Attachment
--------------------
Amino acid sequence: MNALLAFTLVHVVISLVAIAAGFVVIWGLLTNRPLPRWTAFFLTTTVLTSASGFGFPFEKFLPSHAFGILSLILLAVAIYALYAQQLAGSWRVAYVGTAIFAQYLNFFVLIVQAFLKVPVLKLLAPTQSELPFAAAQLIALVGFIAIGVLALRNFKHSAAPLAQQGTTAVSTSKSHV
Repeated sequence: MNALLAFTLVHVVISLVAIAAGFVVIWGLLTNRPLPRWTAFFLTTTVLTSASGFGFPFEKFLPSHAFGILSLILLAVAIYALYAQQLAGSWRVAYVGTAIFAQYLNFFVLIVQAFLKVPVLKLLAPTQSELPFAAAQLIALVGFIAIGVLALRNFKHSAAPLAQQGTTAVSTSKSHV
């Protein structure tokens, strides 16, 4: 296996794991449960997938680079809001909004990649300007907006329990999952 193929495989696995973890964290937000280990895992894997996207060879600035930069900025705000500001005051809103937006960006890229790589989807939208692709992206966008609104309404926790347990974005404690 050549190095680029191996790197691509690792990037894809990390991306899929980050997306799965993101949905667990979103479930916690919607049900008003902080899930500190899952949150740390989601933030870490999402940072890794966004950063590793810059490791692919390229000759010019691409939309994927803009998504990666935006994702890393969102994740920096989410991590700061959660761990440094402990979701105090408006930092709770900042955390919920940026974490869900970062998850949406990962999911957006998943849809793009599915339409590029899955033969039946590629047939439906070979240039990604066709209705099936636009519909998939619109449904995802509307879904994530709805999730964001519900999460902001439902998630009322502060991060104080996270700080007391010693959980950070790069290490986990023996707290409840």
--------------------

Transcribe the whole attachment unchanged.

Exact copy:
Amino acid sequence: MNALLAFTLVHVVISLVAIAAGFVVIWGLLTNRPLPRWTAFFLTTTVLTSASGFGFPFEKFLPSHAFGILSLILLAVAIYALYAQQLAGSWRVAYVGTAIFAQYLNFFVLIVQAFLKVPVLKLLAPTQSELPFAAAQLIALVGFIAIGVLALRNFKHSAAPLAQQGTTAVSTSKSHV
Repeated sequence: MNALLAFTLVHVVISLVAIAAGFVVIWGLLTNRPLPRWTAFFLTTTVLTSASGFGFPFEKFLPSHAFGILSLILLAVAIYALYAQQLAGSWRVAYVGTAIFAQYLNFFVLIVQAFLKVPVLKLLAPTQSELPFAAAQLIALVGFIAIGVLALRNFKHSAAPLAQQGTTAVSTSKSHV
């Protein structure tokens, strides 16, 4: 296996794991449960997938680079809001909004990649300007907006329990999952 193929495989696995973890964290937000280990895992894997996207060879600035930069900025705000500001005051809103937006960006890229790589989807939208692709992206966008609104309404926790347990974005404690 050549190095680029191996790197691509690792990037894809990390991306899929980050997306799965993101949905667990979103479930916690919607049900008003902080899930500190899952949150740390989601933030870490999402940072890794966004950063590793810059490791692919390229000759010019691409939309994927803009998504990666935006994702890393969102994740920096989410991590700061959660761990440094402990979701105090408006930092709770900042955390919920940026974490869900970062998850949406990962999911957006998943849809793009599915339409590029899955033969039946590629047939439906070979240039990604066709209705099936636009519909998939619109449904995802509307879904994530709805999730964001519900999460902001439902998630009322502060991060104080996270700080007391010693959980950070790069290490986990023996707290409840």